Wednesday, June 07, 2023

Long way

| January 31, 2006 11:00 PM

We've come a long way since the first copy of H.R. 1283 crossed my desk.

In March 1999, that was the House bill that has since evolved into The Fairness in Asbestos Injury Resolution Act or FAIR. It's also correctly referred to as the asbestos company bail-out bill. There was nary a mention of Libby or tremolite asbestos in the original bill which would free W.R. Grace of its liabilities.

During the past 6 years, FAIR or it's predecessors has come up in one or the other houses of congress and it has been beaten back by various groups and senators because of what it doesn't include — adequate compensation for the victims of these companies who will be absolved of their liability in poisoning employees, customers and the public in general.

Adequate compensation is open to argument, and has been in congress. Some are concerned it's like writing an open-ended check. In the case of Libby's increasing number of asbestos victims, the question has been more who is eligible for a settlement. And that remains a problem with the latest bill on the eve of it's resurrection in the U.S. Senate.

Montana Senators Conrad Burns and Max Baucus are well versed on the Libby problem and have already waded into the murky waters of the asbestos litigation bail-out making sure that Libby is represented in whatever bill might be passed. Baucus has already gotten needed provisions in the bill providing levels of compensation for Libby victims. For a victim diagnosed with mesothelioma it's about a $1 million settlement. For everyone else who qualifies, it's about $400,000 paid out over a three-year period.

The problem is that Libby victims are suffering from asbestos-related disease from exposure to the asbestos amphibole tremolite and not asbestosis, which is more commonly depicted in legislation due to exposure to the chrysotile form of asbestos. The medical criteria in the bill is such that a significant number of the Libby victims would not qualify.

Senator Burns is working to solve that with a language change once the legislation is on the senate floor for discussion. He won't be the only one looking to amend the bill's language.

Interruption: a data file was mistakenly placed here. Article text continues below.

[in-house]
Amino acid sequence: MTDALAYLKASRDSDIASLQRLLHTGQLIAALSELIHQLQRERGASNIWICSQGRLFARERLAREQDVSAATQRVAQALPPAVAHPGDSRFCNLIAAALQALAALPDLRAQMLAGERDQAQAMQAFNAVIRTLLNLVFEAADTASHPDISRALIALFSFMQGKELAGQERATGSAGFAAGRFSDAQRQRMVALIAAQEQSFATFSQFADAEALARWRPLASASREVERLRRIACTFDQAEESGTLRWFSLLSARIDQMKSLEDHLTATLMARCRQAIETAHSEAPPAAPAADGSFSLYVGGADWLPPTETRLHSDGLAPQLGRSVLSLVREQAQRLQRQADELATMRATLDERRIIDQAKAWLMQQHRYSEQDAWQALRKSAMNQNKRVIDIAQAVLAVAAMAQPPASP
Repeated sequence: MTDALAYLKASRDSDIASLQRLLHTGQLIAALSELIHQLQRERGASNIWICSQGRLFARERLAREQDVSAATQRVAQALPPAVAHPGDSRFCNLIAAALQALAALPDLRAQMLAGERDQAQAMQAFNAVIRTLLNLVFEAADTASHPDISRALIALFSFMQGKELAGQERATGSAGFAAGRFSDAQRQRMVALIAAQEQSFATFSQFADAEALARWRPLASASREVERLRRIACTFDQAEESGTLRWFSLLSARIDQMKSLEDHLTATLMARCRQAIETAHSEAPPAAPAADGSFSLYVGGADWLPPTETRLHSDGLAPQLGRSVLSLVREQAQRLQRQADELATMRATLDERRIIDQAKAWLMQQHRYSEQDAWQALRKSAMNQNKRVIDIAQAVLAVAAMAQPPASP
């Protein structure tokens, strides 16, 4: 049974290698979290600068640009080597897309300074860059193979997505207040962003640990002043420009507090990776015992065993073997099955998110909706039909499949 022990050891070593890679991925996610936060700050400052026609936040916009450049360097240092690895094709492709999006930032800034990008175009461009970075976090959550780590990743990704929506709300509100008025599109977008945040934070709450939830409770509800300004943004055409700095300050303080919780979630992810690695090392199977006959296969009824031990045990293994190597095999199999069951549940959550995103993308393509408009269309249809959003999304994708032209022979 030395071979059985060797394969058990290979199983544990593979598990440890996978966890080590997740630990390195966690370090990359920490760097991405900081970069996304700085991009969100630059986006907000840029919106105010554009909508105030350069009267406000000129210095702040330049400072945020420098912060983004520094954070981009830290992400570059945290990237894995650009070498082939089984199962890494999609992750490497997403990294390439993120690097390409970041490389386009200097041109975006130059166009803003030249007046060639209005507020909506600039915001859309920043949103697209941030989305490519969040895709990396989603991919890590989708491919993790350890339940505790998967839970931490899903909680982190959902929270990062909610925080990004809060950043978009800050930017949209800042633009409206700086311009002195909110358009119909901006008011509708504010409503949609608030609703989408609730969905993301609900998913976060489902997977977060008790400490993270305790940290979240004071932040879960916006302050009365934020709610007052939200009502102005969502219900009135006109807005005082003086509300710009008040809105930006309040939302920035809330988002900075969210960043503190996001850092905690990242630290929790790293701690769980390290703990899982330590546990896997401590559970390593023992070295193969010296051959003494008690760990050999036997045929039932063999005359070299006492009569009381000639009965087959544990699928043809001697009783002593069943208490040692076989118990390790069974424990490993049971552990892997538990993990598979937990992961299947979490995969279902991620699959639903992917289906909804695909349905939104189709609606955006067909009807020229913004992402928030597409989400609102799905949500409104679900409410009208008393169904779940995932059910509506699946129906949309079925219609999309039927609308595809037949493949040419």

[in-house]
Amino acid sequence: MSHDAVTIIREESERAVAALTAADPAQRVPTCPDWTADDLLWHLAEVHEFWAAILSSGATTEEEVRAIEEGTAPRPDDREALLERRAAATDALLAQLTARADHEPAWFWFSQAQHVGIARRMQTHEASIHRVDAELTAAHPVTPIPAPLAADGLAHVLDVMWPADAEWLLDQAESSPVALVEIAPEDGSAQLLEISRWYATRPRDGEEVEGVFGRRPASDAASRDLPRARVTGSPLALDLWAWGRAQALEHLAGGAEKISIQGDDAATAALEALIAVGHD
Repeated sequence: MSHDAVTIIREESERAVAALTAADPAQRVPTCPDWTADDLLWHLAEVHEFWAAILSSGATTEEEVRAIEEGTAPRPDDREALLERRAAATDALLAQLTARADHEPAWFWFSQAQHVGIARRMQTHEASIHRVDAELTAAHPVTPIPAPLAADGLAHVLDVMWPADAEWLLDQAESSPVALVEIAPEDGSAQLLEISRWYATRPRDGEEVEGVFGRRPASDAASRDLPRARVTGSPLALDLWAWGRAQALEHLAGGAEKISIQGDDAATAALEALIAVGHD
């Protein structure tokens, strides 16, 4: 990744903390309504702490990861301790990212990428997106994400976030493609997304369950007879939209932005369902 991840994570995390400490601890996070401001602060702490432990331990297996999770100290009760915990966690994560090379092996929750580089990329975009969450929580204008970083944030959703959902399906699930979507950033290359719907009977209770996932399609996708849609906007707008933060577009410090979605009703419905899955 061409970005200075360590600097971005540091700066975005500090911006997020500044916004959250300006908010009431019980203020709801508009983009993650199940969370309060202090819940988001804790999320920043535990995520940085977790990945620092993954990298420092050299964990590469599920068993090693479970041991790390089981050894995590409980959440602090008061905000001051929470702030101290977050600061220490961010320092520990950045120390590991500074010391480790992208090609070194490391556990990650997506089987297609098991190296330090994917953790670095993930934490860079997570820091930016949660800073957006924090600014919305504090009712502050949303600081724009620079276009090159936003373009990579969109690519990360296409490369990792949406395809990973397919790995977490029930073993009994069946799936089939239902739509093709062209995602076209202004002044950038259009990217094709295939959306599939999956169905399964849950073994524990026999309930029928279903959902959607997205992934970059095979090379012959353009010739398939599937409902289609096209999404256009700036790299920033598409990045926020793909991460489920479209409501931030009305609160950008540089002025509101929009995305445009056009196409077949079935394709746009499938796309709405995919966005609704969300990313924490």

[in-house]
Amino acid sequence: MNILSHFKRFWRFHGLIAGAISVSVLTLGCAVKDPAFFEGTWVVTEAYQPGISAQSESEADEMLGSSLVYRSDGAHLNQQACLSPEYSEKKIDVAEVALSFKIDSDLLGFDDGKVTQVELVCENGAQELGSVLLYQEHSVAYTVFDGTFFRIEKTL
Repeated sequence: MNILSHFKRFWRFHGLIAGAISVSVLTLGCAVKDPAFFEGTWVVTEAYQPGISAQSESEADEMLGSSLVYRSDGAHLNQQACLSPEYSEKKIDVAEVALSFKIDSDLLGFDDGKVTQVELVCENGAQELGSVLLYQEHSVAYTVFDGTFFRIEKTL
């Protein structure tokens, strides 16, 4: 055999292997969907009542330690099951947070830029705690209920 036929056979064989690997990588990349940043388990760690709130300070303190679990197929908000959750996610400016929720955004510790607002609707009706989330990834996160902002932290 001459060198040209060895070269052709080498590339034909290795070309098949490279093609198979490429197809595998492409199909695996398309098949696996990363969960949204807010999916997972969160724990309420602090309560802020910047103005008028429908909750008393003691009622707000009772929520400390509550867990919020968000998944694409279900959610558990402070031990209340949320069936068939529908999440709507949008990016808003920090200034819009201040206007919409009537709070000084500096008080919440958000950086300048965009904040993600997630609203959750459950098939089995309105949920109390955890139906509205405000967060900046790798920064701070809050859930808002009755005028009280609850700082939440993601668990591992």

Last year, numerous senators expressed concern with what has been dubbed the "Libby exclusion" and more recently the "Libby fix." The concern is based on the perception that Libby victims are getting something for nothing. And there is concern that the Libby fix could end up costing a whole lot more than the proposed $140 billion trust can handle.

Last Saturday, in a community discussion with Burns and his staff, Libby victims and officials, agreed that the compensation from this bill is like a punitive award from a lawsuit and in no way provides the healthcare that is needed in Libby for victims.

That landslide remains perched above the community, and perhaps the state. But our delegation is well aware of it and looking for a way to deflect it.

We're lucky. Truly fortunate to have both senators, from different parties, working on the problem. With their increasing stature in the Senate based on longevity, it's quite a tag team.

Some people are still holding out hope (for the lack of a better word) that Grace will be made to act responsibly for what happened here. There are three places that can happen: The FAIR bill, the criminal trial and in the bankruptcy proceeding. The latter is less likely because of the size and name of some of Grace's creditors.

It makes you wonder why Grace would be crazy enough to go to trial on the criminal charges later this year. — Roger Morris